LETTERS: Comstock/Enders property: an irreplaceable piece of Cazenovia’s history

To the editor:

Thursday night, Jan. 5, the Cazenovia Town Planning Board held a public hearing on the proposal of David Muraco to demolish the house and barn known as the Comstock property or Enders property.

I was one of the speakers expressing opposition to that proposal, as follows:

The qualities which make Cazenovia (the town and the village) attractive to visit and desirable in which to live are difficult to define, but we respond instinctively to them.

I submit that what we like about Cazenovia is its beautiful setting and landscape, and the sense of historic continuity we get from its buildings. We know the thoroughness with which John Lincklaen laid out and managed its settlement in 1793. There was a “land rush” in those early years, and Lincklaen’s requirement that settlers clear a portion of the land and build a house discouraged land speculators.

The people who settled here were hard-working, well-educated and dedicated to creating a community.

Many of those early buildings are still in use. They have been cared for, preserved, updated — but they remain a testament to the character of the people who live in them, and to the flow of history from the past through the present to the future.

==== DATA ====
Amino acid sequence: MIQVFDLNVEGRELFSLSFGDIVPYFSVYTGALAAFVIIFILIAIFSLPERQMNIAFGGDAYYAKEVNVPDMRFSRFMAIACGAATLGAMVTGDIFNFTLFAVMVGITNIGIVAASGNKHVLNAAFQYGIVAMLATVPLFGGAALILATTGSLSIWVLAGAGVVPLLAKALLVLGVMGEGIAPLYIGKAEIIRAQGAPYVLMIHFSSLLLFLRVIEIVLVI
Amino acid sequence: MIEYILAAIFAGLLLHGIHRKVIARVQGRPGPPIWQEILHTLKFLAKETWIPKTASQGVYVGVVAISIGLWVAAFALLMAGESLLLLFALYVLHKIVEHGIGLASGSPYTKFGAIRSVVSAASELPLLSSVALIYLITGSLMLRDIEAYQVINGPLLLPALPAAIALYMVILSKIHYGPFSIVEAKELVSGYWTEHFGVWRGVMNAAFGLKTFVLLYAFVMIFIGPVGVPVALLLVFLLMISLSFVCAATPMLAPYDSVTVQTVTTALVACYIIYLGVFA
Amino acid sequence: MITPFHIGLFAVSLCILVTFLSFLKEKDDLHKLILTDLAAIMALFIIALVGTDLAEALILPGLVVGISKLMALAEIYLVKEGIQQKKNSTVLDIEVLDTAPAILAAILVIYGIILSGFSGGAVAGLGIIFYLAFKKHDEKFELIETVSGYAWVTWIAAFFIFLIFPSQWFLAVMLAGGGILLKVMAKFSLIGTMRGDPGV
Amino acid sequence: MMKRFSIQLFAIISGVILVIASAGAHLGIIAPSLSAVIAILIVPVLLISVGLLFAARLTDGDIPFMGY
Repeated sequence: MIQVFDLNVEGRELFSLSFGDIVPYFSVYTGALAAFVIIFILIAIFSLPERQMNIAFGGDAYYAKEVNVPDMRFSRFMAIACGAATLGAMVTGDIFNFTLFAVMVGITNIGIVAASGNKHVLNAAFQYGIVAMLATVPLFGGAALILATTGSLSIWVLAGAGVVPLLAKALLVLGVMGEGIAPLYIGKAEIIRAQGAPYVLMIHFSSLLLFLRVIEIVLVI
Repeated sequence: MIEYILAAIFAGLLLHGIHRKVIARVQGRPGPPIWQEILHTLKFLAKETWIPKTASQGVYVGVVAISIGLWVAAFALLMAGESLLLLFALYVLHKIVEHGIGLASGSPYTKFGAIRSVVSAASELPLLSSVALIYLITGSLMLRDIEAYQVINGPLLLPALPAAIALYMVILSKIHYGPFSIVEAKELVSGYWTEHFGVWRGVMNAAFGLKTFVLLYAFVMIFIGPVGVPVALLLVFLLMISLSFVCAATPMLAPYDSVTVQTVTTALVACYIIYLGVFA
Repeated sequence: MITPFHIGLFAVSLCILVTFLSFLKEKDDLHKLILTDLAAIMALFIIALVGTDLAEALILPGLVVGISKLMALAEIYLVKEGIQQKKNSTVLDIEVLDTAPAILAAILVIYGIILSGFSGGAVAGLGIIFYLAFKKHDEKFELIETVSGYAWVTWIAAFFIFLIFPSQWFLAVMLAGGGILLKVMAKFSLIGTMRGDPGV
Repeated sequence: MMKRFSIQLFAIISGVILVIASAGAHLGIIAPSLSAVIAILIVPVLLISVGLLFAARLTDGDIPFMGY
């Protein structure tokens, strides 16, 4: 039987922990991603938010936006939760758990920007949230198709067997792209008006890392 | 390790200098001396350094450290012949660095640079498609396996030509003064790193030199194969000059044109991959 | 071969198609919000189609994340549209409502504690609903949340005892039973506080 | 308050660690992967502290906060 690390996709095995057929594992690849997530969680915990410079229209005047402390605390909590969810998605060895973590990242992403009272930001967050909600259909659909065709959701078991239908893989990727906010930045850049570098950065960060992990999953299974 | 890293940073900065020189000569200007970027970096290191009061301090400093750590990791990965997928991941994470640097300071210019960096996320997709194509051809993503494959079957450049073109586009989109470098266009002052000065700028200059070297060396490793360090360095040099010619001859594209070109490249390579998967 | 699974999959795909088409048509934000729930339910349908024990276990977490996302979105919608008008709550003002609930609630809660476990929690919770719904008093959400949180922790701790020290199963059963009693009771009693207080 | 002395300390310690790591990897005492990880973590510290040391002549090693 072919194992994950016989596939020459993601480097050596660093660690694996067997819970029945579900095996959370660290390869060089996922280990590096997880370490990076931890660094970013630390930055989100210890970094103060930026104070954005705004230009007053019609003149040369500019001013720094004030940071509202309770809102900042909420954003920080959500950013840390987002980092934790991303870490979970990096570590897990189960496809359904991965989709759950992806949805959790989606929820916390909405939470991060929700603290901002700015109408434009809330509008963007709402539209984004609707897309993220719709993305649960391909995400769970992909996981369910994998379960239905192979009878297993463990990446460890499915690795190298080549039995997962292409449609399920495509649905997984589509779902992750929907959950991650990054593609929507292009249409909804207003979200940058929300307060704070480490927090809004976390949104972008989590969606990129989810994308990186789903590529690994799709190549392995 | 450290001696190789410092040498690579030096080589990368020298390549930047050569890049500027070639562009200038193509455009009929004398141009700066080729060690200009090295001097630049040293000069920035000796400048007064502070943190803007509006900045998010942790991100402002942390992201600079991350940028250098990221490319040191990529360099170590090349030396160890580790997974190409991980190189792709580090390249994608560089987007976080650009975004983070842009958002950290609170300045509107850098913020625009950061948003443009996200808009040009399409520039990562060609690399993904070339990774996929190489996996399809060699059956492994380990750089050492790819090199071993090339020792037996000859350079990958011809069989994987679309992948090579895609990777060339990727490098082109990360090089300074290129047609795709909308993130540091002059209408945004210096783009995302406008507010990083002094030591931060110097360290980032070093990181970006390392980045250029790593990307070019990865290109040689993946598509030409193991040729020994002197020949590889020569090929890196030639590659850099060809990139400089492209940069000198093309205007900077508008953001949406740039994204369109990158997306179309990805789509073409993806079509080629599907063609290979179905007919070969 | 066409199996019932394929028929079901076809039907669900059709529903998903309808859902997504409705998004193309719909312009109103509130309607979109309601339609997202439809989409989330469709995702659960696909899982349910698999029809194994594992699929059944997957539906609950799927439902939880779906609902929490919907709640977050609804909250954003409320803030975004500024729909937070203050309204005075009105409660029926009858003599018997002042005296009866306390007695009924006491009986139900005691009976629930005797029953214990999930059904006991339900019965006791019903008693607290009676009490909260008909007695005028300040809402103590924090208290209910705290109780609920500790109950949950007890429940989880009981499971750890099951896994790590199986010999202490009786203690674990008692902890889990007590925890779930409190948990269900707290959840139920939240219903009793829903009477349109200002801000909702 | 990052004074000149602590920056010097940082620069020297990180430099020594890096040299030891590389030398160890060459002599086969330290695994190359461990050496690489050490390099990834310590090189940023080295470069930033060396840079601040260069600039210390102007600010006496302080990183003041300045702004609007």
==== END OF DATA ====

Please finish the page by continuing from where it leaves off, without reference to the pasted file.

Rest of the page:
Zephaniah Comstock was an early example of that community character. He came to Cazenovia in 1810, at age 18. His house is now about 185 years old! It has been lived in by people who embraced its history.

In my opinion, a community which is respectful of its past can ill-afford to wantonly destroy such a well-preserved monument of its historical fabric. To propose its demolition without compelling rationale for an alternate purpose is appalling.

Surely, intelligent and civic-minded people can develop an adaptive re-use scenario for this property. It exemplifies what visitors and the community find memorable about Cazenovia. We have Lorenzo at the west entrance to the village, and at the east entrance, the Maples and the Comstock property.

They are irreplaceable.

Sara Chevako

Town Historian, Cazenovia

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